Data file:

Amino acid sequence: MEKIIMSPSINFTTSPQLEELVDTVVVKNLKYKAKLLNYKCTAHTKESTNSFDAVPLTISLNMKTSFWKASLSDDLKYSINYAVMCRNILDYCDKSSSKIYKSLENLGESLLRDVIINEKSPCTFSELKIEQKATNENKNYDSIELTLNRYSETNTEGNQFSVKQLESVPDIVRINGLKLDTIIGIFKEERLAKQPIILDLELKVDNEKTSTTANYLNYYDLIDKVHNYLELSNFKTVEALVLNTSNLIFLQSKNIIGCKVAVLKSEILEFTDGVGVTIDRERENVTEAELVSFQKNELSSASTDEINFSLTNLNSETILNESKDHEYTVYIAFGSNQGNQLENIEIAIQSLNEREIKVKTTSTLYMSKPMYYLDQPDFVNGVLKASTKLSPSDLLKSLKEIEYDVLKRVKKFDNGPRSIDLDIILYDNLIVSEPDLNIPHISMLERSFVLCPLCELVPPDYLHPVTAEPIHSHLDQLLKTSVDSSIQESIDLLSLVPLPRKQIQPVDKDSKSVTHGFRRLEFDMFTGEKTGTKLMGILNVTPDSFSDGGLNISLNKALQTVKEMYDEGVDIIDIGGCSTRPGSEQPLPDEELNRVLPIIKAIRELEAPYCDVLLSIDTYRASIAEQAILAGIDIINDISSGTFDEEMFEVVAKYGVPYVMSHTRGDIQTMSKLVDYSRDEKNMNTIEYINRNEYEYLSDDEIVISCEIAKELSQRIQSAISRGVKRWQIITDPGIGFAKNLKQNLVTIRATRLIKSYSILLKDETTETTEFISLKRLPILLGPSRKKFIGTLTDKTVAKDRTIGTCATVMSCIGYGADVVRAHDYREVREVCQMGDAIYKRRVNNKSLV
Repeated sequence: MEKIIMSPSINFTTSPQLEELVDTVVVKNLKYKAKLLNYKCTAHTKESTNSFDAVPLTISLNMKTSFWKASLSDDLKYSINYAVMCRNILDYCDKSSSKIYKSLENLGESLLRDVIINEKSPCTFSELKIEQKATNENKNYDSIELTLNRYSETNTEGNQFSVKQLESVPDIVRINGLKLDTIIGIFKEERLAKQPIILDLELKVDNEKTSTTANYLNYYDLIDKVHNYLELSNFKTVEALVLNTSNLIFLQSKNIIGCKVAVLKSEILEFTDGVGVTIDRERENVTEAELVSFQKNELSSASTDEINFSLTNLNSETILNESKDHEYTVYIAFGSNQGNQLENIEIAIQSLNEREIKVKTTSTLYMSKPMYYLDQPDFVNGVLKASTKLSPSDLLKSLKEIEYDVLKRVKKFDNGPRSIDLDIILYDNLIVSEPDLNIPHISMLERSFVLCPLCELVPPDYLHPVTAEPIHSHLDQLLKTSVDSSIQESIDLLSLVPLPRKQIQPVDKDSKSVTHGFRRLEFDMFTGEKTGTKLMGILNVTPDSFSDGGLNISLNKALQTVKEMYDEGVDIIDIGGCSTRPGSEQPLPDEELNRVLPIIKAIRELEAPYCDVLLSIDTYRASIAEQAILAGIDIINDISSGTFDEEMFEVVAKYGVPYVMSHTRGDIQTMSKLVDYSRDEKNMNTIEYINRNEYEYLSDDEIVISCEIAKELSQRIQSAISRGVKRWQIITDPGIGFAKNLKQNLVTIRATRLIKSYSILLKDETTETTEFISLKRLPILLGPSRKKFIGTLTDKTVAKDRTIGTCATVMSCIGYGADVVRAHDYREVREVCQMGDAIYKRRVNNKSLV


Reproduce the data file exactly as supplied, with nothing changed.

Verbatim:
Amino acid sequence: MEKIIMSPSINFTTSPQLEELVDTVVVKNLKYKAKLLNYKCTAHTKESTNSFDAVPLTISLNMKTSFWKASLSDDLKYSINYAVMCRNILDYCDKSSSKIYKSLENLGESLLRDVIINEKSPCTFSELKIEQKATNENKNYDSIELTLNRYSETNTEGNQFSVKQLESVPDIVRINGLKLDTIIGIFKEERLAKQPIILDLELKVDNEKTSTTANYLNYYDLIDKVHNYLELSNFKTVEALVLNTSNLIFLQSKNIIGCKVAVLKSEILEFTDGVGVTIDRERENVTEAELVSFQKNELSSASTDEINFSLTNLNSETILNESKDHEYTVYIAFGSNQGNQLENIEIAIQSLNEREIKVKTTSTLYMSKPMYYLDQPDFVNGVLKASTKLSPSDLLKSLKEIEYDVLKRVKKFDNGPRSIDLDIILYDNLIVSEPDLNIPHISMLERSFVLCPLCELVPPDYLHPVTAEPIHSHLDQLLKTSVDSSIQESIDLLSLVPLPRKQIQPVDKDSKSVTHGFRRLEFDMFTGEKTGTKLMGILNVTPDSFSDGGLNISLNKALQTVKEMYDEGVDIIDIGGCSTRPGSEQPLPDEELNRVLPIIKAIRELEAPYCDVLLSIDTYRASIAEQAILAGIDIINDISSGTFDEEMFEVVAKYGVPYVMSHTRGDIQTMSKLVDYSRDEKNMNTIEYINRNEYEYLSDDEIVISCEIAKELSQRIQSAISRGVKRWQIITDPGIGFAKNLKQNLVTIRATRLIKSYSILLKDETTETTEFISLKRLPILLGPSRKKFIGTLTDKTVAKDRTIGTCATVMSCIGYGADVVRAHDYREVREVCQMGDAIYKRRVNNKSLV
Repeated sequence: MEKIIMSPSINFTTSPQLEELVDTVVVKNLKYKAKLLNYKCTAHTKESTNSFDAVPLTISLNMKTSFWKASLSDDLKYSINYAVMCRNILDYCDKSSSKIYKSLENLGESLLRDVIINEKSPCTFSELKIEQKATNENKNYDSIELTLNRYSETNTEGNQFSVKQLESVPDIVRINGLKLDTIIGIFKEERLAKQPIILDLELKVDNEKTSTTANYLNYYDLIDKVHNYLELSNFKTVEALVLNTSNLIFLQSKNIIGCKVAVLKSEILEFTDGVGVTIDRERENVTEAELVSFQKNELSSASTDEINFSLTNLNSETILNESKDHEYTVYIAFGSNQGNQLENIEIAIQSLNEREIKVKTTSTLYMSKPMYYLDQPDFVNGVLKASTKLSPSDLLKSLKEIEYDVLKRVKKFDNGPRSIDLDIILYDNLIVSEPDLNIPHISMLERSFVLCPLCELVPPDYLHPVTAEPIHSHLDQLLKTSVDSSIQESIDLLSLVPLPRKQIQPVDKDSKSVTHGFRRLEFDMFTGEKTGTKLMGILNVTPDSFSDGGLNISLNKALQTVKEMYDEGVDIIDIGGCSTRPGSEQPLPDEELNRVLPIIKAIRELEAPYCDVLLSIDTYRASIAEQAILAGIDIINDISSGTFDEEMFEVVAKYGVPYVMSHTRGDIQTMSKLVDYSRDEKNMNTIEYINRNEYEYLSDDEIVISCEIAKELSQRIQSAISRGVKRWQIITDPGIGFAKNLKQNLVTIRATRLIKSYSILLKDETTETTEFISLKRLPILLGPSRKKFIGTLTDKTVAKDRTIGTCATVMSCIGYGADVVRAHDYREVREVCQMGDAIYKRRVNNKSLV